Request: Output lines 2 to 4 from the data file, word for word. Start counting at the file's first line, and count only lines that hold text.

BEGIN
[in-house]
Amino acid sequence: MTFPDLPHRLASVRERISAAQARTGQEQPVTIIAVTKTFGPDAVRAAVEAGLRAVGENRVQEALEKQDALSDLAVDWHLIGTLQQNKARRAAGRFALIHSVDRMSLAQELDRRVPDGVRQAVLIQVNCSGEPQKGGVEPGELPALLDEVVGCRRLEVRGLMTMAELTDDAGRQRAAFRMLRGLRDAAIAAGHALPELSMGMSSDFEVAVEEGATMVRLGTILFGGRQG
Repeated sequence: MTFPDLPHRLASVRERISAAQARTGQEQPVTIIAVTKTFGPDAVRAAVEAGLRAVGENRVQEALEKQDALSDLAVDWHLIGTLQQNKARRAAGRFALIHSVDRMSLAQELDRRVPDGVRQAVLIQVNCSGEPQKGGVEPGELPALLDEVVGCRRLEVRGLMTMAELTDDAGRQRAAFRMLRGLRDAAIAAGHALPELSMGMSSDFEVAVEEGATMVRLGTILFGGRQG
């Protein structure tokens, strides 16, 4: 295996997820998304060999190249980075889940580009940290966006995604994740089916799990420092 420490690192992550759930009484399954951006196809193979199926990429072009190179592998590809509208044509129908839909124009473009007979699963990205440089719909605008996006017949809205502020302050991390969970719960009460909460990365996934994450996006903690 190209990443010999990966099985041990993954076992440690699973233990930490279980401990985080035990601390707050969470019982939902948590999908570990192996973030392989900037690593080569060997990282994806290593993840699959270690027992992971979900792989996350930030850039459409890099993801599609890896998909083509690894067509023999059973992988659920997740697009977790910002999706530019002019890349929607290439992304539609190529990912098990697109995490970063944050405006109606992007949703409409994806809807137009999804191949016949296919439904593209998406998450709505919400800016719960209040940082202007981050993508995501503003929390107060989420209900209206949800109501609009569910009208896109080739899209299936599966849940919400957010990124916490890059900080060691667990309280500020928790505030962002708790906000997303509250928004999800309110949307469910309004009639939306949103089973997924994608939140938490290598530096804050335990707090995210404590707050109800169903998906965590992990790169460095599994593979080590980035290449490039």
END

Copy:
Amino acid sequence: MTFPDLPHRLASVRERISAAQARTGQEQPVTIIAVTKTFGPDAVRAAVEAGLRAVGENRVQEALEKQDALSDLAVDWHLIGTLQQNKARRAAGRFALIHSVDRMSLAQELDRRVPDGVRQAVLIQVNCSGEPQKGGVEPGELPALLDEVVGCRRLEVRGLMTMAELTDDAGRQRAAFRMLRGLRDAAIAAGHALPELSMGMSSDFEVAVEEGATMVRLGTILFGGRQG
Repeated sequence: MTFPDLPHRLASVRERISAAQARTGQEQPVTIIAVTKTFGPDAVRAAVEAGLRAVGENRVQEALEKQDALSDLAVDWHLIGTLQQNKARRAAGRFALIHSVDRMSLAQELDRRVPDGVRQAVLIQVNCSGEPQKGGVEPGELPALLDEVVGCRRLEVRGLMTMAELTDDAGRQRAAFRMLRGLRDAAIAAGHALPELSMGMSSDFEVAVEEGATMVRLGTILFGGRQG
């Protein structure tokens, strides 16, 4: 295996997820998304060999190249980075889940580009940290966006995604994740089916799990420092 420490690192992550759930009484399954951006196809193979199926990429072009190179592998590809509208044509129908839909124009473009007979699963990205440089719909605008996006017949809205502020302050991390969970719960009460909460990365996934994450996006903690 190209990443010999990966099985041990993954076992440690699973233990930490279980401990985080035990601390707050969470019982939902948590999908570990192996973030392989900037690593080569060997990282994806290593993840699959270690027992992971979900792989996350930030850039459409890099993801599609890896998909083509690894067509023999059973992988659920997740697009977790910002999706530019002019890349929607290439992304539609190529990912098990697109995490970063944050405006109606992007949703409409994806809807137009999804191949016949296919439904593209998406998450709505919400800016719960209040940082202007981050993508995501503003929390107060989420209900209206949800109501609009569910009208896109080739899209299936599966849940919400957010990124916490890059900080060691667990309280500020928790505030962002708790906000997303509250928004999800309110949307469910309004009639939306949103089973997924994608939140938490290598530096804050335990707090995210404590707050109800169903998906965590992990790169460095599994593979080590980035290449490039």